Health Notes

The Power of Superfoods

by Brenda L Herrod, MSN, APRN-BC on September 13, 2017

“Let thy food be thy medicine and thy medicine be thy food.” ~ Hippocrates

There is no formal definition for “superfoods.” It’s a marketing buzz word to describe foods believed to provide health benefits beyond their basic nutrient content. Superfoods have been associated with prevention of certain diseases, as well as promoting longevity, a healthy weight and vitality.

There are many superfoods that are important to include in your daily diet as part of a healthy lifestyle. As with many things, moderation is important. Every diet should include not just superfoods, but a variety of foods to get the basic nutrients your body needs.

So what foods are among the healthiest of the healthy? Here are some of the amazing “SUPERFOODS” you should choose to stay healthy:

1. Fish is a great source of lean protein. Salmon, trout and tuna are rich in omega-3 fatty acids. Omega-3 fatty acids may help to lower triglycerides, increase your good cholesterol (HDL), help lower blood pressure, and promote brain and heart health. Try to consume 2-3 servings of fish per week.

2. Nuts and seeds are a good source of protein, fiber and healthy fats. They may lower bad cholesterol (LDL) and add flavor and texture to your food. Some of the best heart-healthy nuts are walnuts, pistachios and almonds.

3. Herbs and spices are very rich in antioxidants and may lower the risk of high blood pressure. They can make your food taste great and reduce the need to add salt to your meals. Use a wide variety of spices such as cinnamon, oregano, parsley, basil or turmeric.

4. Berries are a great boost to the immune system. They may help decrease inflammation and are a great source of phytonutrients and antioxidants. There are many different types of berries to enjoy, such as strawberries, blackberries, raspberries and blueberries.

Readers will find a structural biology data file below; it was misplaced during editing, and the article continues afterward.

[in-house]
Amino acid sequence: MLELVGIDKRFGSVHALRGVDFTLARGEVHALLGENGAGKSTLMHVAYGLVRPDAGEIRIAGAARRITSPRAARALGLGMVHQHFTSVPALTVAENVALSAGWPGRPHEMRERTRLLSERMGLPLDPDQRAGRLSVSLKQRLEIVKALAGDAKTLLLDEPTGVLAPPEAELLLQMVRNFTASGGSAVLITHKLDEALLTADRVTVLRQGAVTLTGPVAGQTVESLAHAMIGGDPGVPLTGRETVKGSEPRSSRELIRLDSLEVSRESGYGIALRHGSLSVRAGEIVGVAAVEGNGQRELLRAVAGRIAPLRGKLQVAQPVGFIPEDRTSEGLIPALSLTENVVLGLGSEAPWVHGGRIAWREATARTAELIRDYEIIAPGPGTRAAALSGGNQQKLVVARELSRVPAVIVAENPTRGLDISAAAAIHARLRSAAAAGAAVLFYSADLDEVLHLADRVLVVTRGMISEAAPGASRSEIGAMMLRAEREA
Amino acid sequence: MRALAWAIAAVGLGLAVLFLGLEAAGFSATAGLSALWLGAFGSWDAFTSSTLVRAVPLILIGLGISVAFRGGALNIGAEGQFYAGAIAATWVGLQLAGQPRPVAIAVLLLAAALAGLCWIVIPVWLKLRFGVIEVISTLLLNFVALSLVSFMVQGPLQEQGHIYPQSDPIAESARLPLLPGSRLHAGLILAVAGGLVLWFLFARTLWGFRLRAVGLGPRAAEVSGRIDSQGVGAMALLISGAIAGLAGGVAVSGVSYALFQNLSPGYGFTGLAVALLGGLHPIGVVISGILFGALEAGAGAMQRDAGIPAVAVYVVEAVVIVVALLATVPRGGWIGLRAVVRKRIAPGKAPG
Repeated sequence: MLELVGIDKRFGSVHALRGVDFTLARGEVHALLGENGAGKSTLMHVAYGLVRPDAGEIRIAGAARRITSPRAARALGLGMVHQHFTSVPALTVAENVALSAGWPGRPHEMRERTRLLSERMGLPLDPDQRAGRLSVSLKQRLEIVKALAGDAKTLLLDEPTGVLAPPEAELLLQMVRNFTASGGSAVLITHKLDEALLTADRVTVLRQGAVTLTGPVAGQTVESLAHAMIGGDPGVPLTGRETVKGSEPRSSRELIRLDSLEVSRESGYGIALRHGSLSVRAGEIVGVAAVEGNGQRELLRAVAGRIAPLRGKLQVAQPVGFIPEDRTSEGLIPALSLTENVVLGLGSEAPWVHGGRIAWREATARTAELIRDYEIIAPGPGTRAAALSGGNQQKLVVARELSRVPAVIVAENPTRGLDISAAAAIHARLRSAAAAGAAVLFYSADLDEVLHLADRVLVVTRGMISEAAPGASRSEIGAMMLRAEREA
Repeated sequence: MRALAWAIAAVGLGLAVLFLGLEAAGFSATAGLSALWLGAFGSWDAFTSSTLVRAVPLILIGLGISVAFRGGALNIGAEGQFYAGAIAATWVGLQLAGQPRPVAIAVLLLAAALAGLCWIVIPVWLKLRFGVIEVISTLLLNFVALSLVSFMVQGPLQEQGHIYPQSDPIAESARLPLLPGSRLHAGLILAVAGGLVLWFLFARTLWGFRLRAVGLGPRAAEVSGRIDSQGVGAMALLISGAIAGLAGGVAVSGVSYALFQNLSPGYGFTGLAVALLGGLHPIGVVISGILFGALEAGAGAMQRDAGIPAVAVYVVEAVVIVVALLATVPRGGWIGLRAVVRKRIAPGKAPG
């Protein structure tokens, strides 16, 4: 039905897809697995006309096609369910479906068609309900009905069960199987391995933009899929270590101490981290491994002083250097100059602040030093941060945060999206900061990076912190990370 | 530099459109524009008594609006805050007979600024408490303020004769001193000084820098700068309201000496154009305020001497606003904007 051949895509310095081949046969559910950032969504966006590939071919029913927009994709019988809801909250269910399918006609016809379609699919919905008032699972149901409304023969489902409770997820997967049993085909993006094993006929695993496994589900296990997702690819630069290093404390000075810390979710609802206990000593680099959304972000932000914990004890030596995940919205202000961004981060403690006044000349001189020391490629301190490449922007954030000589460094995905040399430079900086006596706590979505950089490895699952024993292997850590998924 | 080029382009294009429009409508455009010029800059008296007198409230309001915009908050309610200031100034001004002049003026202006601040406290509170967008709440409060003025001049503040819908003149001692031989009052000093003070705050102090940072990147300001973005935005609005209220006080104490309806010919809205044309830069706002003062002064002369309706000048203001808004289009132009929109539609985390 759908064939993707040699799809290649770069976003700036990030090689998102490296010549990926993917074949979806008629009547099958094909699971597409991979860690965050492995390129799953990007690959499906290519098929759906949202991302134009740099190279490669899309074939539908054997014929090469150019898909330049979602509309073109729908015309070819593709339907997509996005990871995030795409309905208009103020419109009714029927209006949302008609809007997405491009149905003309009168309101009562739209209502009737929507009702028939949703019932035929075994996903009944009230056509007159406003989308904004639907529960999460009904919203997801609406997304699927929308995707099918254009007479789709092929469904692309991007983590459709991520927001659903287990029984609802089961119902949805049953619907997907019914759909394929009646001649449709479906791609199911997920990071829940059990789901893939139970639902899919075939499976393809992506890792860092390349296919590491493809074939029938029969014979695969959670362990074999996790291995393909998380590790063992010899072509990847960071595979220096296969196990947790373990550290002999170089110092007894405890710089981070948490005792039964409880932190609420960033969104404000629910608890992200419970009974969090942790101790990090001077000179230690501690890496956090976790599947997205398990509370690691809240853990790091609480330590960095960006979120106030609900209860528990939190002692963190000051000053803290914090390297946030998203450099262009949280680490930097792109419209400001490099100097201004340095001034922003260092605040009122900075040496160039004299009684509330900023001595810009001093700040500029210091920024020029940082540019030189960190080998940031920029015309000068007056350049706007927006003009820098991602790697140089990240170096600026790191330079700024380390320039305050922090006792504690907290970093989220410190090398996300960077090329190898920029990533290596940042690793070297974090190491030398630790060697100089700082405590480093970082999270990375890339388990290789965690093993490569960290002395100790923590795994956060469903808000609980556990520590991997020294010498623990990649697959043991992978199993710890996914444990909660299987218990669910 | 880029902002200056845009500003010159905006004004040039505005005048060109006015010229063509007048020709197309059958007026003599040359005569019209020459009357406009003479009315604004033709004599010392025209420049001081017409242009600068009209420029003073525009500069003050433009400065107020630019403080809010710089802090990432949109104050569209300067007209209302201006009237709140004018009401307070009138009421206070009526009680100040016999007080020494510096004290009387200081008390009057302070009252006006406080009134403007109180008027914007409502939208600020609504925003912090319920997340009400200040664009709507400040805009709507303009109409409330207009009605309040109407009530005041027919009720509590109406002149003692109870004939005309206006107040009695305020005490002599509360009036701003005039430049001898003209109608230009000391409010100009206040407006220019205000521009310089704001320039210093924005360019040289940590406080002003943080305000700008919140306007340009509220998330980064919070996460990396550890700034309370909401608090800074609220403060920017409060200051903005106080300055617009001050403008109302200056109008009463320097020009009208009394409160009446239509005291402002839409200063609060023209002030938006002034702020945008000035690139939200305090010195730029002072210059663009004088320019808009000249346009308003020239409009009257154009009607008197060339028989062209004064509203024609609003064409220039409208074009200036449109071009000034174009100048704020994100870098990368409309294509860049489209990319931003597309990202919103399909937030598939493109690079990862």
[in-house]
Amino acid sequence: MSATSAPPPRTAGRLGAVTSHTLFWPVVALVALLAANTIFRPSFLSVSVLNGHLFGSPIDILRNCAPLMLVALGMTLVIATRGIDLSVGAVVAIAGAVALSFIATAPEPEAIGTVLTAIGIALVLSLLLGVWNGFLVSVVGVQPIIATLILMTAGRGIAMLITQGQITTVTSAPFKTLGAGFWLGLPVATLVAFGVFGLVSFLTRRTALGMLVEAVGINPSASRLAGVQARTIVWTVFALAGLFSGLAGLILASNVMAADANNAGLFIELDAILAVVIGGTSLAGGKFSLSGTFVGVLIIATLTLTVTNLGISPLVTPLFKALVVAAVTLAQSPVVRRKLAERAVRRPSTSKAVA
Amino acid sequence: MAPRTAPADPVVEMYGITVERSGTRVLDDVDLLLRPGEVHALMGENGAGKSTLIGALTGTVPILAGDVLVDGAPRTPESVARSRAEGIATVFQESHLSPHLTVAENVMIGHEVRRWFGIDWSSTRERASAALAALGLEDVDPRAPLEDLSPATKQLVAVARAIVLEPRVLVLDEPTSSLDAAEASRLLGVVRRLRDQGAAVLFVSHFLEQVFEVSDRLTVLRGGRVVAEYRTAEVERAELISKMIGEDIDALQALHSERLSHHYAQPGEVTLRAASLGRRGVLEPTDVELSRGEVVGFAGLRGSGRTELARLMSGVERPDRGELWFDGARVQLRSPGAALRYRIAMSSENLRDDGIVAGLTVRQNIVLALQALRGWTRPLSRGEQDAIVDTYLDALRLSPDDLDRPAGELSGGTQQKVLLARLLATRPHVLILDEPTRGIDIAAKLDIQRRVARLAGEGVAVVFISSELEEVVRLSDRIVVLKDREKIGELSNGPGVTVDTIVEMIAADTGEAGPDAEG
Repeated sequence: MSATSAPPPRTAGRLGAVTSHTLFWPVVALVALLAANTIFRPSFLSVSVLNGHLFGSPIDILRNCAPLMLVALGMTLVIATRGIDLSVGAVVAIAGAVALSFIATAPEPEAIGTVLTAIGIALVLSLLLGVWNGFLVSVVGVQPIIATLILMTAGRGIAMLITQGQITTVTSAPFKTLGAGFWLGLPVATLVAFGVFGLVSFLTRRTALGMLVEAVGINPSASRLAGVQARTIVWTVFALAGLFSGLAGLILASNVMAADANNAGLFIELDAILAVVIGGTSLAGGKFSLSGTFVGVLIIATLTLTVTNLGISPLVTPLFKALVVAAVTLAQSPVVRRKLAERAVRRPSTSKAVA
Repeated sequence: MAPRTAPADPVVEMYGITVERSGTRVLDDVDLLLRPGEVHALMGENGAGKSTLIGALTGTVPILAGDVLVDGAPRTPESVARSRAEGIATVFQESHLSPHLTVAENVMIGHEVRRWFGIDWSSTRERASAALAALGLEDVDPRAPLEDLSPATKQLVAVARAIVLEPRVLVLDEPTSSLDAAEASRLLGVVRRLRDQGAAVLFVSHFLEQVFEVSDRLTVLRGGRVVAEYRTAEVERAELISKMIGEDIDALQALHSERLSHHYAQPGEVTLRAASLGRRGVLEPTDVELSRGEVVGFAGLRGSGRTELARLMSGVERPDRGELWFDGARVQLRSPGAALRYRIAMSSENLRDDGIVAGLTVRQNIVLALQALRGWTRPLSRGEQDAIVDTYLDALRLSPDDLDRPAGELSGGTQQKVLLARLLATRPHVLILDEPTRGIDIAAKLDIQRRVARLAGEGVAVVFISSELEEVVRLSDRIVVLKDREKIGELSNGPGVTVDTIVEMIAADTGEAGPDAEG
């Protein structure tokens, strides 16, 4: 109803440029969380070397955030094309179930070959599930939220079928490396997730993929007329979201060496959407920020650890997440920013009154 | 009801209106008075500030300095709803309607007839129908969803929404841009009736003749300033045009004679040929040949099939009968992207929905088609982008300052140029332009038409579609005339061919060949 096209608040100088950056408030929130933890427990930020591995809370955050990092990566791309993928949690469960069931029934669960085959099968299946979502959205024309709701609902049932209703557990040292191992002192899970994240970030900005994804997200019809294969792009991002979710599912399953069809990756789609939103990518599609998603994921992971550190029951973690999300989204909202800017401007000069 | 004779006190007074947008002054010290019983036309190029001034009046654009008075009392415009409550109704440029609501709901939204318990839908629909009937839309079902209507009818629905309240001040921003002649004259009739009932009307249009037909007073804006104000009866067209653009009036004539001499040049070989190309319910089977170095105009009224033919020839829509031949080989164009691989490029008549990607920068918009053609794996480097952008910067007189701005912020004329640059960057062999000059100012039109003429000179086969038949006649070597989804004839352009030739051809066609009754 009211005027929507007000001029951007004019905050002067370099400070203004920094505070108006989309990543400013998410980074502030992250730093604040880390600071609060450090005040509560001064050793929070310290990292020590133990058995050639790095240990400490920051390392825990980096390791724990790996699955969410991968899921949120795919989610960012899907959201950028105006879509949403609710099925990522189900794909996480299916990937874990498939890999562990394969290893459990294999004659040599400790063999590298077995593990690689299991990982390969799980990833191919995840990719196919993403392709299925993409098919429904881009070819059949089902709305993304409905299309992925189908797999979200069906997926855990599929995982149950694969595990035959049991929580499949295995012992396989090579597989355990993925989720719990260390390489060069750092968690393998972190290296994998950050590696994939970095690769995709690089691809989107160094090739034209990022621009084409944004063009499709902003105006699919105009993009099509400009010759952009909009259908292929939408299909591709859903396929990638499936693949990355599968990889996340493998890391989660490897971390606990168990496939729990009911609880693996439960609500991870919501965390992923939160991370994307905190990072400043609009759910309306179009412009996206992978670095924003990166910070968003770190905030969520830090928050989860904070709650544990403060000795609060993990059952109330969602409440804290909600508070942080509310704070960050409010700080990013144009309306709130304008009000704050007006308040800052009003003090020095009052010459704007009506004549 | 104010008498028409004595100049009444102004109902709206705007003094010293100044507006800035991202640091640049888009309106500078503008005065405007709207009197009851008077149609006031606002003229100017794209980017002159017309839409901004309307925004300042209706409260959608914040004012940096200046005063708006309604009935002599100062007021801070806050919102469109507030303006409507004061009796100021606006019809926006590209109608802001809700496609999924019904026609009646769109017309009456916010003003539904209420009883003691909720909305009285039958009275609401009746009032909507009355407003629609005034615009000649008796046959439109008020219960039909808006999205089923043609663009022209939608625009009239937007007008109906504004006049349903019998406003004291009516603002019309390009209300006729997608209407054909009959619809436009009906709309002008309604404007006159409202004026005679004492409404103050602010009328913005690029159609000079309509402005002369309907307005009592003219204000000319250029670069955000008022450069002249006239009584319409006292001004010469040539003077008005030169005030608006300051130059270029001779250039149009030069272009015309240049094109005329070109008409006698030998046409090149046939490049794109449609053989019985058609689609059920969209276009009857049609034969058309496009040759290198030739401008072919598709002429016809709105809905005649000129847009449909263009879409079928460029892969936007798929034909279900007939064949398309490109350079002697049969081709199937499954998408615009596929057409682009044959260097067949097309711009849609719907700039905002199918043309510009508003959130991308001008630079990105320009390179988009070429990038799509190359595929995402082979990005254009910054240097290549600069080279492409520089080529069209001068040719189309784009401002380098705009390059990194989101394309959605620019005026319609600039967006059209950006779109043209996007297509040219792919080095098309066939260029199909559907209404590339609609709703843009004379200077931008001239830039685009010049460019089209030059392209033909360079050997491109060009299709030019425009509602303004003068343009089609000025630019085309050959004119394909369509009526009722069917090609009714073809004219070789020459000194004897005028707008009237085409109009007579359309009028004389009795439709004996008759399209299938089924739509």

5. Leafy greens are a great source of fiber, calcium, iron and vitamin K. They may reduce inflammation, which helps maintain a healthy weight in the body as well. Some of the common leafy greens are spinach, kale, collards and arugula. Greens are loaded with cancer-fighting compounds and flavonoids. There are many different ways to prepare and enjoy the great flavor of greens, such as baking, roasting, grilling or sautéing.

Brenda L. Herrod, MSN, APRN-BC, Methodist Health System
Brenda L. Herrod, MSN, APRN-BC

When you eat a more natural, less processed diet you will see positive effects on your physical and emotional health. A healthy diet will not only reduce the risk of chronic diseases, but also will improve your mood and overall quality of life.

A great way to upgrade your plate are to eat plenty of vegetables, healthy fats such as olive oil, avocado, nuts and seeds, and eat fruit for dessert instead of sugary sweets. Some of the most powerful tools to combat and prevent inflammation, disease and illness come from your local grocery store or better yet, farmer’s market.

Make a conscious effort to fill up on nutrient-rich foods for more energy and to live a longer, healthier life. When you treat “food as medicine” you will be amazed at how much better it makes you feel, look and live.

If you have questions about how to incorporate nutrient-rich foods into your diet, speak with your Methodist Physicians Clinic primary care provider or a Methodist dietician.

Brenda Herrod is a board certified women’s health nurse practitioner,
AFAA Certified Personal Trainer, C.O.P.E. Certified Health Coach, and Precision Nutrition Health Coach working with employees at Methodist Health System.
Contact Brenda at MethodistPR@nmhs.org.
Brenda L. Herrod, MSN, APRN-BC, Methodist Health System

 

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